planet and is merely reporting what he obser es without the benefit of any understanding of the culture he describes.)

about others! and how can we a oid this)

CLASS PROJECTS/ACTION IDEAS


" (a e students research and write about a particular practice or ritual from their own cultural background and present it to the class.

8rainstorm other rituals of the Nacirema that might seem odd to someone from another culture or e en from another planet. (0or e9ample! playing a particular sport! preparing and eating food! watching :;! shopping! going to a party! sitting in a classroom! et cetera.) , (a e the students write a paragraph or two describing another ritual of the Nacirema! either from the brainstorm list or one they think of on their own! using the same techni6ues 2inor uses in his story. (a e students read their paragraphs to the class and ha e the class identify the ritual described.

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(a e the class write a play based on their paragraphs about the Nacirema and perform it to other classes. " Students can research a particular culture focusing on the practices that might seem odd to someone from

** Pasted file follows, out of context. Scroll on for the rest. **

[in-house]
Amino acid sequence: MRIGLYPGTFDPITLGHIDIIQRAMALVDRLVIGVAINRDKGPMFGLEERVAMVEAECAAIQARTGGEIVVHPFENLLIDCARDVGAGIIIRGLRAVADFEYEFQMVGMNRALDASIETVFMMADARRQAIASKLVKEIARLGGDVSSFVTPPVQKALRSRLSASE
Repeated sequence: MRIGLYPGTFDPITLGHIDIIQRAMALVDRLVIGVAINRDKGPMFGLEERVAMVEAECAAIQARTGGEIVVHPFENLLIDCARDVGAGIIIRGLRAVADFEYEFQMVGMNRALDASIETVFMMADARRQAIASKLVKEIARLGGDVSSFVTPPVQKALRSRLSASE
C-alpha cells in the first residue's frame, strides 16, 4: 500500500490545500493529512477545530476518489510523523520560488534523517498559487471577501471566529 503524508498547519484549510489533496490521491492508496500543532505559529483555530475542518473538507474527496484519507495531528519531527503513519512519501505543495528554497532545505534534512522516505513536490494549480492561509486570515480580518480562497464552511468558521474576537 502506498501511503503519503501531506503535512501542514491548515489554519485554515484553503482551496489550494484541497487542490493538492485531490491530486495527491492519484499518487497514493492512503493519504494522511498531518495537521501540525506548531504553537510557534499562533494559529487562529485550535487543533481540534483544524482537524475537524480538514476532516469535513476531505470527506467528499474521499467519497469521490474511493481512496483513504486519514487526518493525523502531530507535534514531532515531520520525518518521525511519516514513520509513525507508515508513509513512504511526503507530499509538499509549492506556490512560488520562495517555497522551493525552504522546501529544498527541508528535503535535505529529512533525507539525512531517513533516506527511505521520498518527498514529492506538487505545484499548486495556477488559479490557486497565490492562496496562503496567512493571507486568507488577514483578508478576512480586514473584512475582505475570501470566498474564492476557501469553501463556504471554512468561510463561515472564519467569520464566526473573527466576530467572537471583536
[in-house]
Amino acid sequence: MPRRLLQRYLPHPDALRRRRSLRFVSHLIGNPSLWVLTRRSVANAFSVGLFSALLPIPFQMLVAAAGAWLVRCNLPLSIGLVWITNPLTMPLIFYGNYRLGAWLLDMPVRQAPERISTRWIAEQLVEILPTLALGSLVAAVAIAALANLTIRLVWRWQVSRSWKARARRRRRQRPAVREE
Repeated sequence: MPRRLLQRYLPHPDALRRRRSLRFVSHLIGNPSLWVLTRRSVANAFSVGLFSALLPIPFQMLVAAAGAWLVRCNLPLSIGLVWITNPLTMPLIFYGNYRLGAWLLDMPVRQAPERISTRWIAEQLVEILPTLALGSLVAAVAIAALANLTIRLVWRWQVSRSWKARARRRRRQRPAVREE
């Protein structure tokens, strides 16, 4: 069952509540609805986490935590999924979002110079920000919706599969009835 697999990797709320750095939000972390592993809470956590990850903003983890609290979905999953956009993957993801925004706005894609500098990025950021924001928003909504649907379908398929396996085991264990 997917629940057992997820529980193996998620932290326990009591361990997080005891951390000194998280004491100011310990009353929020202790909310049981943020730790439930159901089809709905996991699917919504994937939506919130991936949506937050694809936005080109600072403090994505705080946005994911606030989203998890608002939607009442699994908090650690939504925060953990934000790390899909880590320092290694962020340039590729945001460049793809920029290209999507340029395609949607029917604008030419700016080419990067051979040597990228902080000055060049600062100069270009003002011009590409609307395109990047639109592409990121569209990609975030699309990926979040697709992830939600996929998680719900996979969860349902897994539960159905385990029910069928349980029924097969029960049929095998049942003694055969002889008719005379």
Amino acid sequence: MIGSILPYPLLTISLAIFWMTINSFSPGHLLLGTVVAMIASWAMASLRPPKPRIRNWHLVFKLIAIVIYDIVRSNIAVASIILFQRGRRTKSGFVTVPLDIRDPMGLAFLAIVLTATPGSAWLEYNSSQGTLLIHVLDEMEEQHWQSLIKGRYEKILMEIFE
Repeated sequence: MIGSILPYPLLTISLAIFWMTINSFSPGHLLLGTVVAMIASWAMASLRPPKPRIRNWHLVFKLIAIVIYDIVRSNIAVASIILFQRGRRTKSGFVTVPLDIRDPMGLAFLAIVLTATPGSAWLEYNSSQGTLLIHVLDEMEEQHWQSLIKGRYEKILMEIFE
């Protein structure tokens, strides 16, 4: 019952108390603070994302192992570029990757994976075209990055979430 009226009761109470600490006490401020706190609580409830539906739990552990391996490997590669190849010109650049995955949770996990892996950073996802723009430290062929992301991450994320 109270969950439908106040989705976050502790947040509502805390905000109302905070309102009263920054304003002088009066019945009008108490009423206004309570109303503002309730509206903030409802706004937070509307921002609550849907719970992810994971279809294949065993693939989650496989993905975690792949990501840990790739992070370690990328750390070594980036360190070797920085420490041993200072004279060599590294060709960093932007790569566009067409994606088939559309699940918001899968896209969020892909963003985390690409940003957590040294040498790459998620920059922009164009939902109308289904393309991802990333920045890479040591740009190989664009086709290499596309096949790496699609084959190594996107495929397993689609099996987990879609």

RE+LECTION
<se the following 6uestions and prompts to lead a class discussion about the acti ity* +. $ere you surprised when you figured out who the Nacirema were) '9plain why or why not. ,. (ow does Body Ritual Among the Nacirema help us understand our own iew of other cultures and how we are iewed by other cultures) -. $hy do some of the practices and rituals of other cultures seem odd or foreign to us) (ow do our own cultural norms affect our understanding and perception of other cultures)

another culture and e9ploring how assumptions dri e our iews and beliefs about that culture.

$hat assumptions do we make about other cultures) $hat are some e9amples of practices in other cultures that we find odd and hard to understand) (0or e9ample! arranged marriages! eating and preparing unusual foods! ritual body piercing! rites of passage.) , %o back to the brainstorm list created earlier about a specific cultural group. $hat are the listed assumptions based on) (ow does our own cultural world iew affect how we percei e this specific group) $hat techni6ues can we use to notice when we are making assumptions

BODY RITUAL AMONG THE NACIREMA

Revised from Body Ritual Among the Nacirema by Horace Miner, American Anthropologist Magazine 58(3), 1956, pp. 5037